GDPR or General Data Protection Regulation is going to affect the way every business sells and markets itself to both consumers and business stakeholders, regardless of Brexit. Today the BBC released news of the proposed changes and impacts GDPR will bring, but know this; GDPR will be enforced as of 25th May 2018.
When I meet new business owners or Marketing Managers at events, networking evenings or in an initial consultation, I often get asked, what is the best thing 'we' should do to market better? And really, the right question (while only slightly different), makes a tremendous impact on improving your marketing.
Providing a service that focuses on value creation nowadays, is highly important, and with competition in every sector bursting at the seams, your service delivery should be end-to-end, blue-chip certified to maximise customer engagement.
Service Delivery is all about how you present your company to every client. As a prime example, I have recently been through a not-so-smooth service experience myself; but not to name and shame, we'll call them 'Online Retailer 1'. Now, Online Retailer 1 has a really great website, especially for it's target audience - easy to navigate around, plus their marketing and lingual approach is really appropriate. So I searched for my clothes, read the descriptions, added to cart... you know how it goes. Easy peasy.
In the chain of your average customer journey, there are 3 processes that are most likely to affect the marketing output and the sales made in your business.
- Responsibility Management.
- Client Location.
- Your Selling Process.
Businesses in the North West, nationally and internationally will either sell using traditional methods for their sector / industry and/or, in the best ways that suit their internal structure and client type.
In just the same way that the food you eat determines how much energy you have; for a business to survive or grow, it needs a Well-Balanced Marketing Plan.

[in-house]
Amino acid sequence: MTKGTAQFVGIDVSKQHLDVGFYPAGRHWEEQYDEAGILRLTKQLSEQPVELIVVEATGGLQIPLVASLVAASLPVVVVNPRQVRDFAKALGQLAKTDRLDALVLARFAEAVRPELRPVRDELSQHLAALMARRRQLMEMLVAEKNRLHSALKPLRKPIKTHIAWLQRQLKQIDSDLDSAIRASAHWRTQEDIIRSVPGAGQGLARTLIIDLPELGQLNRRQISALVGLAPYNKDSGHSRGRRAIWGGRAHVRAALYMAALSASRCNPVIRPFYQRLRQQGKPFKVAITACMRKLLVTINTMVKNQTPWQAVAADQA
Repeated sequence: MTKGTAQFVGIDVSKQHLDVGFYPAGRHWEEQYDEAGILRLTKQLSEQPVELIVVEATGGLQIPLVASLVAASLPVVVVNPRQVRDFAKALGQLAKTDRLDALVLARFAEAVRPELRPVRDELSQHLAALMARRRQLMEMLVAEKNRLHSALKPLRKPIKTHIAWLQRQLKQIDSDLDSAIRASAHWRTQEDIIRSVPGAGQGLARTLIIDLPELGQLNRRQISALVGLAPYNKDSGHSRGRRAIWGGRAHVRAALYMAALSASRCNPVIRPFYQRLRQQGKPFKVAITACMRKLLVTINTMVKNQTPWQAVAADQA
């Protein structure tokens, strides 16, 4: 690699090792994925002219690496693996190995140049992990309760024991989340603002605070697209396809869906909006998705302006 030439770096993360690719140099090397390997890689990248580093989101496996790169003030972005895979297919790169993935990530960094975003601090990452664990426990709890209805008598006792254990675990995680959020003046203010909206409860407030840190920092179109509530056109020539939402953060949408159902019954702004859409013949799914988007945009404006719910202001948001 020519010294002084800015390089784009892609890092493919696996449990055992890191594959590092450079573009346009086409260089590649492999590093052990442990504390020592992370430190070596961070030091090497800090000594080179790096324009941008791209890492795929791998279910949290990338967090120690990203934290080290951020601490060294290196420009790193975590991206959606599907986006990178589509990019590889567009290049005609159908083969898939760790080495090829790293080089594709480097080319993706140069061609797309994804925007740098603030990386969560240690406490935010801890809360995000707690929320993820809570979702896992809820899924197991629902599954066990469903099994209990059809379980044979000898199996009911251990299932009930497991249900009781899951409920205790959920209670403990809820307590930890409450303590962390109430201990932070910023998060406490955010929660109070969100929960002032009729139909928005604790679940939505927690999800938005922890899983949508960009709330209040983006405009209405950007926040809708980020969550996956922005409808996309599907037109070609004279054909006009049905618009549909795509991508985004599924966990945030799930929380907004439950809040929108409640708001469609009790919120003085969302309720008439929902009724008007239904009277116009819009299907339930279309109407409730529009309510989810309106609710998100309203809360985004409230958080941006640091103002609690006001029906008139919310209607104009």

One of my biggest complaints/issues or beefs (pardon the pun), in the creative and marketing sector is that Managing Directors or Marketing Managers in SME's who typically ask us and our competitors to quote for work, often don't truly know what it is they want or need. They know increasing their SME sales is the driver, but they are often misguided by presumptions, personal feelings or internal factors which cloud the real requirements that need to be tackled.
I graduated in 2004 from The University of Central Lancashire or UCLan for short, in Graphic Design. When I started out as a freelancer in 2006 I was plagued by the belief that I had to look bigger than I was in terms of internal resource. Even after I went limited in 2011, was training an apprentice and later had another position in place too, I was continually under this shadow that businesses wouldn't work with us if they thought we were small.
Some have said the sacking of Claudio Ranieri from Leicester City is proof that football teams are run more as businesses than as football clubs. It's a complicated matter because while every football club is a business, I believe teams of people within businesses should be treated with different forms of accountability than those set for business performance.
'The 64 million dollar question' and one that if we could answer confidently and completely would make us very wealthy people. In short it is very difficult to determine how many sales have happened because of print. The evolution of online marketing has made it easier to track and analyse visits, sales and overall conversions but for print it is still not an easy task. Just because it is difficult to track doesn’t mean that we shouldn’t try or that we should discount print. For many years print has been a key part of marketing strategies globally and one that continues to play an important role.